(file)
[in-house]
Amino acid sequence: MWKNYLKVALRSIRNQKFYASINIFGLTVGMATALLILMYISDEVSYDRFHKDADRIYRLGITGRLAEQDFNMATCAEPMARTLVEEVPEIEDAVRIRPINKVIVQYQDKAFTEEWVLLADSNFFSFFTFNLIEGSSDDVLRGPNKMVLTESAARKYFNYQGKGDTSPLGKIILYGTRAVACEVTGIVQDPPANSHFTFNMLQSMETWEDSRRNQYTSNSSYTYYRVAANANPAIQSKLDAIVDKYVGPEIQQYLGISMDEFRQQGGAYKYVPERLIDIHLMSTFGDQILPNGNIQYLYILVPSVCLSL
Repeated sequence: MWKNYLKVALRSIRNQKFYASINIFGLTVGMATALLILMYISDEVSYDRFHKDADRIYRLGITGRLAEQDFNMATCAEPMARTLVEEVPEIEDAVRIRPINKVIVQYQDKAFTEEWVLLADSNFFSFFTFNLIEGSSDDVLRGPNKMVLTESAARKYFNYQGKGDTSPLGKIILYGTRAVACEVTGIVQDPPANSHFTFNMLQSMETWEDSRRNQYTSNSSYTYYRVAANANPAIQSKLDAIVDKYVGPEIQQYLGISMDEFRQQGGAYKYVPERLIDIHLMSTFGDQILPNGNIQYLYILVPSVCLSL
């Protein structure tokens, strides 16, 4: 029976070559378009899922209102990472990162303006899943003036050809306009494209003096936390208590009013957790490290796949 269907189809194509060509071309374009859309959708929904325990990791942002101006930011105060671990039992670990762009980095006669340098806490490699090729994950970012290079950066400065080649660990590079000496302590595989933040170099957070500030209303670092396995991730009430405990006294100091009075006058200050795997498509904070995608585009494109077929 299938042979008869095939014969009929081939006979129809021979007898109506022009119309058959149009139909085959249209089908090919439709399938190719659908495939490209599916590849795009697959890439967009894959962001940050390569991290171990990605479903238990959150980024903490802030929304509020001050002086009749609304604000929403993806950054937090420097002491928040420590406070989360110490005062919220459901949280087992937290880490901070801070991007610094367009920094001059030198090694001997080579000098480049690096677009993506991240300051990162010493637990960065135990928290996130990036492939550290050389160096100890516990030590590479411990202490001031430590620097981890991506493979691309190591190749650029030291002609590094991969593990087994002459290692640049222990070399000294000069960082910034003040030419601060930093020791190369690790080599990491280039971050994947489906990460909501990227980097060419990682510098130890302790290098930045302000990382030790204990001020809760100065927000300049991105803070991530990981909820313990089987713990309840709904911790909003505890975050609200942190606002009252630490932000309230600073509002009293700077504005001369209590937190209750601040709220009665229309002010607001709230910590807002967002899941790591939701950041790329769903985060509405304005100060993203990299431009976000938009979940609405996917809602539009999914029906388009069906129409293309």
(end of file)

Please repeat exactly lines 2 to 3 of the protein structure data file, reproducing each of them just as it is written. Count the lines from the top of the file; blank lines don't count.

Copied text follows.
Amino acid sequence: MWKNYLKVALRSIRNQKFYASINIFGLTVGMATALLILMYISDEVSYDRFHKDADRIYRLGITGRLAEQDFNMATCAEPMARTLVEEVPEIEDAVRIRPINKVIVQYQDKAFTEEWVLLADSNFFSFFTFNLIEGSSDDVLRGPNKMVLTESAARKYFNYQGKGDTSPLGKIILYGTRAVACEVTGIVQDPPANSHFTFNMLQSMETWEDSRRNQYTSNSSYTYYRVAANANPAIQSKLDAIVDKYVGPEIQQYLGISMDEFRQQGGAYKYVPERLIDIHLMSTFGDQILPNGNIQYLYILVPSVCLSL
Repeated sequence: MWKNYLKVALRSIRNQKFYASINIFGLTVGMATALLILMYISDEVSYDRFHKDADRIYRLGITGRLAEQDFNMATCAEPMARTLVEEVPEIEDAVRIRPINKVIVQYQDKAFTEEWVLLADSNFFSFFTFNLIEGSSDDVLRGPNKMVLTESAARKYFNYQGKGDTSPLGKIILYGTRAVACEVTGIVQDPPANSHFTFNMLQSMETWEDSRRNQYTSNSSYTYYRVAANANPAIQSKLDAIVDKYVGPEIQQYLGISMDEFRQQGGAYKYVPERLIDIHLMSTFGDQILPNGNIQYLYILVPSVCLSL